Before I get to the photo, a little bit about the news gathering and reporting process...
I was in Tamaqua for a fire the other morning. A pair of photographers and I got our video and did interviews. I went back to the truck, fired up my laptop, wrote a script, zapped it back to the station, called in, went over the script with a member of the management team, got it approved, recorded my audio, and handed it off to the video editor to put together the final product.
I'm not the type of reporter that hovers over the editor to watch every shot dropped in to the piece. First, I trust our staff. Second, most editors hate someone looking over their shoulder. We'll discuss what goes where while I'm writing. I'm not the one who shot the video, so if the photographer has something they want included, they'll mention it to me, and I'll make sure to write it in to the story.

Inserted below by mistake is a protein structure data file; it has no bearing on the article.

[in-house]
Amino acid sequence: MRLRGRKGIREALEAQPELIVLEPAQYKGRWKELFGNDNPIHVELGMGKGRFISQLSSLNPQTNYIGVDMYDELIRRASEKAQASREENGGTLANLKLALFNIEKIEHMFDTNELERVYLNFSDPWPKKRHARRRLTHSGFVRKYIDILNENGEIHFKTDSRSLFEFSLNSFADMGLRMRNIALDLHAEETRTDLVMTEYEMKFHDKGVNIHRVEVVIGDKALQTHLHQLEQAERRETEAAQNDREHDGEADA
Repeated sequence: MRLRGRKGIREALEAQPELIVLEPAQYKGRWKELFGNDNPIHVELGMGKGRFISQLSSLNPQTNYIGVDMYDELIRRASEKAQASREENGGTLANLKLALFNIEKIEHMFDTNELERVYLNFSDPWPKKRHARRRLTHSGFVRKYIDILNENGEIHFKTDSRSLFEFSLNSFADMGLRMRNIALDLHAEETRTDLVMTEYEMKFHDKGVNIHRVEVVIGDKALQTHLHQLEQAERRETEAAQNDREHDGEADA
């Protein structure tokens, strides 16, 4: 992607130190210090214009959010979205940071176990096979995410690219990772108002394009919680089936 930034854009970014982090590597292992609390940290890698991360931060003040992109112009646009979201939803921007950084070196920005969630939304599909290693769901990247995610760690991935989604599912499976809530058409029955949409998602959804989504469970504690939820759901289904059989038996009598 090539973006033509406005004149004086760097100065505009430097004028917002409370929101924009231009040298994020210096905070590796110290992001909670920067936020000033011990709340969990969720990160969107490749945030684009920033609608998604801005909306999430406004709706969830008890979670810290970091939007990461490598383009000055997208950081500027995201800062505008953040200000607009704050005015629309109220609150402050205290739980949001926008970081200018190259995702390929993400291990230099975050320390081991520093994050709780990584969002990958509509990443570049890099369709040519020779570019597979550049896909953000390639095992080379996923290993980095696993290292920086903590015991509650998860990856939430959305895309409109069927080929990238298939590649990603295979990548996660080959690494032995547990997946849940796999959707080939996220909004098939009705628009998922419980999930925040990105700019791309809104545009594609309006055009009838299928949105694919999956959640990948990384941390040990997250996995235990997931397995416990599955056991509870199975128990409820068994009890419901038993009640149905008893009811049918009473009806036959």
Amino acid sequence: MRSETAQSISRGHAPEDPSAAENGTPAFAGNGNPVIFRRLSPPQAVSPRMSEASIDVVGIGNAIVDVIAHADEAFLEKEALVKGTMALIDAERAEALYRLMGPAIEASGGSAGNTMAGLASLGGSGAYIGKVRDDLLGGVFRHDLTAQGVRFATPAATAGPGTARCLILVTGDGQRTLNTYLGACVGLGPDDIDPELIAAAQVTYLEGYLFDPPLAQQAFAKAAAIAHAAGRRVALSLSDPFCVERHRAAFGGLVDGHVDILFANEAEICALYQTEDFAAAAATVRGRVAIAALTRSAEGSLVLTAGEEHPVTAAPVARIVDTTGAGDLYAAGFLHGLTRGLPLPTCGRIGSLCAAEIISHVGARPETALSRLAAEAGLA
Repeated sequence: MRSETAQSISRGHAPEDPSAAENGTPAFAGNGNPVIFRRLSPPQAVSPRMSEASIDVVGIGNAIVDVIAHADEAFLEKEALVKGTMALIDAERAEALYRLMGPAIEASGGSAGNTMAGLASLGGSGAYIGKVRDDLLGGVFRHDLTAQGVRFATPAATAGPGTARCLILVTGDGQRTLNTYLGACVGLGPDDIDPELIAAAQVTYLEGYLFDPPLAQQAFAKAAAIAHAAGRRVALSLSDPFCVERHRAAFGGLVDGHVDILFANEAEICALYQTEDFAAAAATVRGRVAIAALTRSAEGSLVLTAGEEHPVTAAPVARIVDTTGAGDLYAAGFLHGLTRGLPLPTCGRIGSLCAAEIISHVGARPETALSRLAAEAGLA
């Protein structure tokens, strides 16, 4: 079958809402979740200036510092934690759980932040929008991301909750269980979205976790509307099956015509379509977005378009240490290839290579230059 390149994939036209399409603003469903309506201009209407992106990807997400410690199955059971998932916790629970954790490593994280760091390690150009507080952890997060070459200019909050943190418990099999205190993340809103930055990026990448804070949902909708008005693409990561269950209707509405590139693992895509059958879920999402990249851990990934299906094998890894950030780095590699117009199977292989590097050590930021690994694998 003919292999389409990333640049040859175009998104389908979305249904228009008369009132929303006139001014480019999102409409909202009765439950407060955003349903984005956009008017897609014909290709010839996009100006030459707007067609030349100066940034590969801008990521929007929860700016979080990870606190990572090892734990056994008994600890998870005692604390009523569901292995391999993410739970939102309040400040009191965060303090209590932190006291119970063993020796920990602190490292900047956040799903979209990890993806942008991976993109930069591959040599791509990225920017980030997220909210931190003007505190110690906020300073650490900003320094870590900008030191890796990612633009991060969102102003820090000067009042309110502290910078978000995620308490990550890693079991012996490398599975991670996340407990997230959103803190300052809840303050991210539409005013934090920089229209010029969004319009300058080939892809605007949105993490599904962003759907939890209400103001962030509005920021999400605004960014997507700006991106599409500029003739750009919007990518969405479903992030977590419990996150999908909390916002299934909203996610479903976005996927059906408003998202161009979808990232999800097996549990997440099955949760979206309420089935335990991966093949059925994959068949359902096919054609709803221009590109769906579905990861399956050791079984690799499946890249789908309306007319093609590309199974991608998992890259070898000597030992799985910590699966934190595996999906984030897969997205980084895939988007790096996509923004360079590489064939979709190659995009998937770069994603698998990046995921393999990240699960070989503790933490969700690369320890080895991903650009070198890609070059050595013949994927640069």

While my noon story was being edited, I grabbed my camera and went for a walk through Tamaqua. Broad Street is impressive, with several old and restored homes and commercial buildings.
No trip through Tamaqua is complete without a stop to the train station. There's no passenger service, so the train station is now holds stores, a restaurant, and a tourist information center. The gas station that used to be here is long gone, replaced with a park-- including benches, trees, flowers, and a gazebo.
Tamaqua is an under rated town.